You might consider buying pet health insurance to protect your beloved cat or dog with affordable, lifelong medical coverage.

But a Checkbook investigation has exposed a fundamental flaw in most accident and illness plans that eventually renders them neither affordable nor lifelong. Here’s the problem:

Most buyers sign up for insurance when their pets are young and monthly premiums are low. But four or five years after you buy insurance for your puppy or kitten, the premiums most companies charge start to aggressively rise—purely because the pets get older. Sooner or later, the price becomes unaffordable.

How unaffordable? Take a male mixed-breed dog insured by Pets Best in Philadelphia. His premium as a puppy would be $28 a month, but by age eight that more than doubles, to $66. By age 12, it ratchets to $119 per month. That’s more than $1,400 per year—enough to make his owner howl.

Thus, over nearly 13 years, that tail-wagging $28-a-month premium grows into a rabid $8,944 in total premiums.

Those age-based premium increases do not include future veterinary price inflation, which will likely add yet more to your monthly pet insurance bill.

And more’s the pity for folks who own pure breeds. When we checked premiums for a selection of breeds as puppies and at age 12, ASPCA Pet Health Insurance quoted us $64 and $207 for a beagle and $76 and $244 per month for a Dogue de Bordeaux.

We also found thumbscrew pricing at several insurers: Nationwide—the largest pet insurer—and other smaller national players, including AKC and PetPartners (both brands are underwritten by the same insurer); Embrace, Figo, and Petplan. Age-based premium hikes imposed by these companies varied from carrier to carrier within a wide range, from up 155 percent to up 330 percent for our example puppy as he grew through age 12.

However, we did find two companies that don’t raise prices as pets age: Healthy Paws and Trupanion.

You may be more than a little miffed to learn that pet insurers know all about this ticking time bomb: At most companies “premiums are generally low during pet adolescent years and sharply increase as the pet ages,” Trupanion told the Washington State Office of the Insurance Commissioner in a 2016 required rate filing that few pet insurance consumers will ever see. “Policy owners do not often expect this and are likely to lapse [cancel] the policy when this occurs,” the filing says.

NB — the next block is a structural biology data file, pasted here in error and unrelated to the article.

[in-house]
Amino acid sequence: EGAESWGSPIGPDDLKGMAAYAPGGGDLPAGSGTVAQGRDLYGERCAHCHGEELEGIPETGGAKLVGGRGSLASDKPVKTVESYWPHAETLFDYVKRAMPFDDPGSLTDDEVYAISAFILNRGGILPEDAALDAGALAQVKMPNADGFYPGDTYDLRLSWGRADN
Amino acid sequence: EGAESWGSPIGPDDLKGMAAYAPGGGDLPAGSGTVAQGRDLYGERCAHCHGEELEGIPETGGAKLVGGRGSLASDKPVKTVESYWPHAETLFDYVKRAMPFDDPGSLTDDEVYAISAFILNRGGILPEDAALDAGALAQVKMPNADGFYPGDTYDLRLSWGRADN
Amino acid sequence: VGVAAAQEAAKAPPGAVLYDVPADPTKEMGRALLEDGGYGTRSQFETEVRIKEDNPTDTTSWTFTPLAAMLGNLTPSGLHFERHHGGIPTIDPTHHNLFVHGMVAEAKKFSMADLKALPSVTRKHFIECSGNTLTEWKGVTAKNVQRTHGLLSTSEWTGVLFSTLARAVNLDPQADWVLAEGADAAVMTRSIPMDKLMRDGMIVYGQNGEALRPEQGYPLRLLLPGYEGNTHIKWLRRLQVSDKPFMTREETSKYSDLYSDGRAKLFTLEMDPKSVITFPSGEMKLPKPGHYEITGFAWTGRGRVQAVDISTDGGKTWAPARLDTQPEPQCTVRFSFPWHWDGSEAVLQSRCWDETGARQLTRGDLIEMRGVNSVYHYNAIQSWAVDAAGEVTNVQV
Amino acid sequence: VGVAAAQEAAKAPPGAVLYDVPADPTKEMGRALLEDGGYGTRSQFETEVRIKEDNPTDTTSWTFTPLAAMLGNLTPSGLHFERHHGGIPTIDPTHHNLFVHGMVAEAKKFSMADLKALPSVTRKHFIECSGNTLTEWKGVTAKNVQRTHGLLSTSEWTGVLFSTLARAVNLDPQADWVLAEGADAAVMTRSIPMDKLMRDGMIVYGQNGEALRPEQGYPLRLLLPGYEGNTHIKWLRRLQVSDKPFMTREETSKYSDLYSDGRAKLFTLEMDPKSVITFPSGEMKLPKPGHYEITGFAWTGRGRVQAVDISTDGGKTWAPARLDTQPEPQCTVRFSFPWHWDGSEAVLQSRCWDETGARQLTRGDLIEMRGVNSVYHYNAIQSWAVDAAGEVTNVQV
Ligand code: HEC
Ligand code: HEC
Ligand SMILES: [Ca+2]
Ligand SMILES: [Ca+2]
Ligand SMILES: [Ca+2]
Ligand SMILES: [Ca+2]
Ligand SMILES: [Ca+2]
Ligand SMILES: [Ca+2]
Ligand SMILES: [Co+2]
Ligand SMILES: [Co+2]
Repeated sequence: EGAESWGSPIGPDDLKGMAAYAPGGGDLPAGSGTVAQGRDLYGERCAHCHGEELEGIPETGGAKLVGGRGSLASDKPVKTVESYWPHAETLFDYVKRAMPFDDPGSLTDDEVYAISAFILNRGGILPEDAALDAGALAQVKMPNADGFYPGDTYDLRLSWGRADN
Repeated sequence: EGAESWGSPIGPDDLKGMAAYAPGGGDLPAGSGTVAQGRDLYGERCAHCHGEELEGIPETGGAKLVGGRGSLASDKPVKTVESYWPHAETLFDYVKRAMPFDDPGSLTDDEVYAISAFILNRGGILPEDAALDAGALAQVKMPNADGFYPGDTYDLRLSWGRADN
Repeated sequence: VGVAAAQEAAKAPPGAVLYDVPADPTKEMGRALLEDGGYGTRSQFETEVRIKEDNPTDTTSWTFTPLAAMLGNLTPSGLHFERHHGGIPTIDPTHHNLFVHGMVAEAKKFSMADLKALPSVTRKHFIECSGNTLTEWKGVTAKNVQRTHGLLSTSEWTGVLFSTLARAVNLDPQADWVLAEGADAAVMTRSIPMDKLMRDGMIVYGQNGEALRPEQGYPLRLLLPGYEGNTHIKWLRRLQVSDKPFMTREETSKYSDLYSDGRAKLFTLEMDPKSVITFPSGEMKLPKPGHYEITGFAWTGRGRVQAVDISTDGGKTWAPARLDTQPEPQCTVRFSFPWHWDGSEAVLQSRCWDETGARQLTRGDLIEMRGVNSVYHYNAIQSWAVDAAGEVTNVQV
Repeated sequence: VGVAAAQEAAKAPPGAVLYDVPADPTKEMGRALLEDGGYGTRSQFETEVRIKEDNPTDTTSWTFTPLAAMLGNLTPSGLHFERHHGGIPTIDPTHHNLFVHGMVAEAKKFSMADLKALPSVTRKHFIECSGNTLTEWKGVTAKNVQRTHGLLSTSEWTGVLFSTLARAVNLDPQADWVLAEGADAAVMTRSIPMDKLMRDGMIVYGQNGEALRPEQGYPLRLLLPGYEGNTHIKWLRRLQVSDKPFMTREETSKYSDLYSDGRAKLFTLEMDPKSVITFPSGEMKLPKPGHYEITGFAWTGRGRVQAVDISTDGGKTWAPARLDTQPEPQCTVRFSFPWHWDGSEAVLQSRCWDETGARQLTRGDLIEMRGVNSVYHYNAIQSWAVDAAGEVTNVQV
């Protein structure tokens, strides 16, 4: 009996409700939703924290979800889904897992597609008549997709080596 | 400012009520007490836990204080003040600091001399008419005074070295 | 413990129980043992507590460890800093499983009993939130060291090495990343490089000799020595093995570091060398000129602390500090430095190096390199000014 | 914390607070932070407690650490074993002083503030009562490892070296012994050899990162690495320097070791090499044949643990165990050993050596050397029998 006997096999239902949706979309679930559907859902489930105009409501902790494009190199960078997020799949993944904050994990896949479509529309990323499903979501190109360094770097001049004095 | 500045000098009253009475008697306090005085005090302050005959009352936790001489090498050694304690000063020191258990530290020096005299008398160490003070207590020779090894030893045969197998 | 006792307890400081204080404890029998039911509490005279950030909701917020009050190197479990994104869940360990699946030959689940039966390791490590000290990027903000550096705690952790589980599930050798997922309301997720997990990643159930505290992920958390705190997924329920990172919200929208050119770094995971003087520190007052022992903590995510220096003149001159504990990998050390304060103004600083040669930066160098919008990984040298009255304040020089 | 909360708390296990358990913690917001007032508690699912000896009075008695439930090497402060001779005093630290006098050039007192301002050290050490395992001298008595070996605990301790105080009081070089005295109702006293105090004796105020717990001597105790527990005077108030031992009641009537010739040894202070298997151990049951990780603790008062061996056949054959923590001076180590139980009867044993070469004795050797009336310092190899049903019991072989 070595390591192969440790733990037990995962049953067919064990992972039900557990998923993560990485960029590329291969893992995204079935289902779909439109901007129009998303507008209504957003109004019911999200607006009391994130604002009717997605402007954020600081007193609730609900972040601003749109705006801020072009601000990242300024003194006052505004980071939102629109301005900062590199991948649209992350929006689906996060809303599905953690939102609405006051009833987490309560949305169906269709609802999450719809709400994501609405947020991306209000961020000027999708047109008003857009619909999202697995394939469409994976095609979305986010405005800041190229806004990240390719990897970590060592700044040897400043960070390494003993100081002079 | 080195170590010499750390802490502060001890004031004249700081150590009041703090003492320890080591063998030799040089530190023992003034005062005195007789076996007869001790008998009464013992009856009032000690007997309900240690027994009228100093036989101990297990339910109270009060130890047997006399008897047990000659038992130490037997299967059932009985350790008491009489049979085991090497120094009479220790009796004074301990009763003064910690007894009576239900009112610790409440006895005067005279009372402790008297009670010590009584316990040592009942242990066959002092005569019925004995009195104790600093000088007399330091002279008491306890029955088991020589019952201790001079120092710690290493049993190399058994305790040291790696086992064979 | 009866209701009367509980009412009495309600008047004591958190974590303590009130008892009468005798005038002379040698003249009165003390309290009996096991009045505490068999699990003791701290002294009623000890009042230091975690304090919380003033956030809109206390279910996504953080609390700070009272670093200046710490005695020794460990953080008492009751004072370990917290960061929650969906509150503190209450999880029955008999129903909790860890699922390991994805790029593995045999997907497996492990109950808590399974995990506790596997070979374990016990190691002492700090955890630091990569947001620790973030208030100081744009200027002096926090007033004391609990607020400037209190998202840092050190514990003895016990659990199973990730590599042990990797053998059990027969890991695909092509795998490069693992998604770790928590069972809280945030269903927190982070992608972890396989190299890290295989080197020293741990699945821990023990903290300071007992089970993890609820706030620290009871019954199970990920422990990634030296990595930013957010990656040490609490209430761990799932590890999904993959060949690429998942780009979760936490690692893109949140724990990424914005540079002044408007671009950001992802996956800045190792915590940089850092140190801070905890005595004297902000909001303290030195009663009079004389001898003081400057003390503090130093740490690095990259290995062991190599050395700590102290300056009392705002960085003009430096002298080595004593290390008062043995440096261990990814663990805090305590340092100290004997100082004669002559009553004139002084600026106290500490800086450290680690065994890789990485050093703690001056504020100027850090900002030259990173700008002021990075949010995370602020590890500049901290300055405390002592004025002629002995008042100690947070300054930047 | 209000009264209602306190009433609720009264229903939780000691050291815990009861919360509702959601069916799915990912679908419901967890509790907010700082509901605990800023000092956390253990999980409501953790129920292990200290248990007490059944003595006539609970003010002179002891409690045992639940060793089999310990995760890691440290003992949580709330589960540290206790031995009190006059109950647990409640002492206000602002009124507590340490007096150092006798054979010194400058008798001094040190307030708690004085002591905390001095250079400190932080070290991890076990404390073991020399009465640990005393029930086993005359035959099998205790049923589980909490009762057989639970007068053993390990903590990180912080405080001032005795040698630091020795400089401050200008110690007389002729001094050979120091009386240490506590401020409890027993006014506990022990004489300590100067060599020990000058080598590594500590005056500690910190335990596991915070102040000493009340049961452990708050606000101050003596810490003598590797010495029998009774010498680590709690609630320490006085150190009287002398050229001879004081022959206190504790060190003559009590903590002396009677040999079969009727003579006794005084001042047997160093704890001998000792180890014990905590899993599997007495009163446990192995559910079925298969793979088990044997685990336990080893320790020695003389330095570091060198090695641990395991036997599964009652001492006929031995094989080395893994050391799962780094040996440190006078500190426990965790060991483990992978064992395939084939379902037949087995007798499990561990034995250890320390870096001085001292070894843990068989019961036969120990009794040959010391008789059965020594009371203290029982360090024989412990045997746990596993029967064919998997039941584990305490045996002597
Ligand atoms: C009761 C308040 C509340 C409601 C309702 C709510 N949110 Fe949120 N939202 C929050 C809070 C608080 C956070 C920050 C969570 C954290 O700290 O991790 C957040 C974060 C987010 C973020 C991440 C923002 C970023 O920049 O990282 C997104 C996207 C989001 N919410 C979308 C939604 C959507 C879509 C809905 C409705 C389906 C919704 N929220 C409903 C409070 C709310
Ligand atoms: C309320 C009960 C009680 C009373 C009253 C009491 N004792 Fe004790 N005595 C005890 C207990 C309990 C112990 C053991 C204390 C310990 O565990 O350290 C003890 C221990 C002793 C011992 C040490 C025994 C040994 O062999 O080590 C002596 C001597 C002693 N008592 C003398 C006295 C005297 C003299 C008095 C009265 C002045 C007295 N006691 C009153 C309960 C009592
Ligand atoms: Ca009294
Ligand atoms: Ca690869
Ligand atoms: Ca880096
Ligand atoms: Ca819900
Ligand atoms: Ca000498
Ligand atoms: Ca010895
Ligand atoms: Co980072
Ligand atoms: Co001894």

Consequently, the average policyholder insures not for the life of their pet but for only three years, Trupanion’s filing says. That puts most pet insurance plans in an entirely new light, one that makes them look like a product that’s guaranteed to break your heart.

That’s because pet insurance is sold and bought with emotional appeals to “pet parents.” Buyers are seduced into signing up for insurance that will pay for all the most advanced veterinary medical treatment now available for animals— such as MRIs, hip replacements, laparoscopic surgery, heart operations plus surgery, chemo, and radiation for cancer, which can cost thousands. Buyers also want to avoid the heartbreaking decision to euthanize their pride and joy should he or she fall seriously ill or injured. That’s understandable, super-caring, and sweet. And insurers do pay up when claims come in.

But then many plans’ rising premiums badger pet parents to pull the plug on coverage. That’s a cruel twist, because once they cancel, their animal child is again at risk to economic euthanasia—which defeats all the good intentions that drew them to the initial purchase.

So why buy pet insurance in the first place if you’re only going to get skunked?

That’s only the most damning potential deal-breaker you should consider before buying it; this special report details others. But if you still want to buy the promised peace of mind, our report will help you make a fully informed decision and provide the advice you need to shop for the best deal possible.